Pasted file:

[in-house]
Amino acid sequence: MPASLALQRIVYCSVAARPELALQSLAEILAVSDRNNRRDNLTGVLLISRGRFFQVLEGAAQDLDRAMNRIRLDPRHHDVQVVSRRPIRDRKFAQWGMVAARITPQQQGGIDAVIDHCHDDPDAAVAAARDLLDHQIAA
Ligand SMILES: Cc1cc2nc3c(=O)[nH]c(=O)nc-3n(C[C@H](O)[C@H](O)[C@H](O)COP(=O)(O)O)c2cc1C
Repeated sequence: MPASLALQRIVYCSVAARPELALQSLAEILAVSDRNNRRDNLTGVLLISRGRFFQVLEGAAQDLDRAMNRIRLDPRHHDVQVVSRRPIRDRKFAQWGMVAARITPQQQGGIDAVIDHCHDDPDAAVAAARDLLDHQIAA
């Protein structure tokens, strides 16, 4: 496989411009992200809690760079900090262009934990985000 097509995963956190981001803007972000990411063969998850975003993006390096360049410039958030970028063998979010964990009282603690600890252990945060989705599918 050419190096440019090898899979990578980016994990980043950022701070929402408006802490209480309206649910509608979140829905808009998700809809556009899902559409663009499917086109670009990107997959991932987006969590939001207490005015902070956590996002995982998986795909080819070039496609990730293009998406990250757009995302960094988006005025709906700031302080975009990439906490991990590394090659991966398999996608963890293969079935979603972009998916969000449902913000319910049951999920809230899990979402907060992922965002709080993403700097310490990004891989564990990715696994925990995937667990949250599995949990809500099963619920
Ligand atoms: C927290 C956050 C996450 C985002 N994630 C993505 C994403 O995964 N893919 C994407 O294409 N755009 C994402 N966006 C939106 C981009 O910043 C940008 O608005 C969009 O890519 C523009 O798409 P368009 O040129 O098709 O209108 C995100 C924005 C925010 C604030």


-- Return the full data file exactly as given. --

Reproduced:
[in-house]
Amino acid sequence: MPASLALQRIVYCSVAARPELALQSLAEILAVSDRNNRRDNLTGVLLISRGRFFQVLEGAAQDLDRAMNRIRLDPRHHDVQVVSRRPIRDRKFAQWGMVAARITPQQQGGIDAVIDHCHDDPDAAVAAARDLLDHQIAA
Ligand SMILES: Cc1cc2nc3c(=O)[nH]c(=O)nc-3n(C[C@H](O)[C@H](O)[C@H](O)COP(=O)(O)O)c2cc1C
Repeated sequence: MPASLALQRIVYCSVAARPELALQSLAEILAVSDRNNRRDNLTGVLLISRGRFFQVLEGAAQDLDRAMNRIRLDPRHHDVQVVSRRPIRDRKFAQWGMVAARITPQQQGGIDAVIDHCHDDPDAAVAAARDLLDHQIAA
């Protein structure tokens, strides 16, 4: 496989411009992200809690760079900090262009934990985000 097509995963956190981001803007972000990411063969998850975003993006390096360049410039958030970028063998979010964990009282603690600890252990945060989705599918 050419190096440019090898899979990578980016994990980043950022701070929402408006802490209480309206649910509608979140829905808009998700809809556009899902559409663009499917086109670009990107997959991932987006969590939001207490005015902070956590996002995982998986795909080819070039496609990730293009998406990250757009995302960094988006005025709906700031302080975009990439906490991990590394090659991966398999996608963890293969079935979603972009998916969000449902913000319910049951999920809230899990979402907060992922965002709080993403700097310490990004891989564990990715696994925990995937667990949250599995949990809500099963619920
Ligand atoms: C927290 C956050 C996450 C985002 N994630 C993505 C994403 O995964 N893919 C994407 O294409 N755009 C994402 N966006 C939106 C981009 O910043 C940008 O608005 C969009 O890519 C523009 O798409 P368009 O040129 O098709 O209108 C995100 C924005 C925010 C604030």